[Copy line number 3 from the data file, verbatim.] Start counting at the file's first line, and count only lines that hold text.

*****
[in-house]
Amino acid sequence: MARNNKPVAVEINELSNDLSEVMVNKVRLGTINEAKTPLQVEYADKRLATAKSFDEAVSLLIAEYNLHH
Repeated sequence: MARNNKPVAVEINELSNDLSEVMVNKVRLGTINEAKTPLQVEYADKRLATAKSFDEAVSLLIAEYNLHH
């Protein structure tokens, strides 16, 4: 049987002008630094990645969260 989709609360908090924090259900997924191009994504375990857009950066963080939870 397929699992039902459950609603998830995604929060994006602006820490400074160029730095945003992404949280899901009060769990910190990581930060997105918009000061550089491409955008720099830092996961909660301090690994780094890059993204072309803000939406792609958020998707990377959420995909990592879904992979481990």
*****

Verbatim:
Repeated sequence: MARNNKPVAVEINELSNDLSEVMVNKVRLGTINEAKTPLQVEYADKRLATAKSFDEAVSLLIAEYNLHH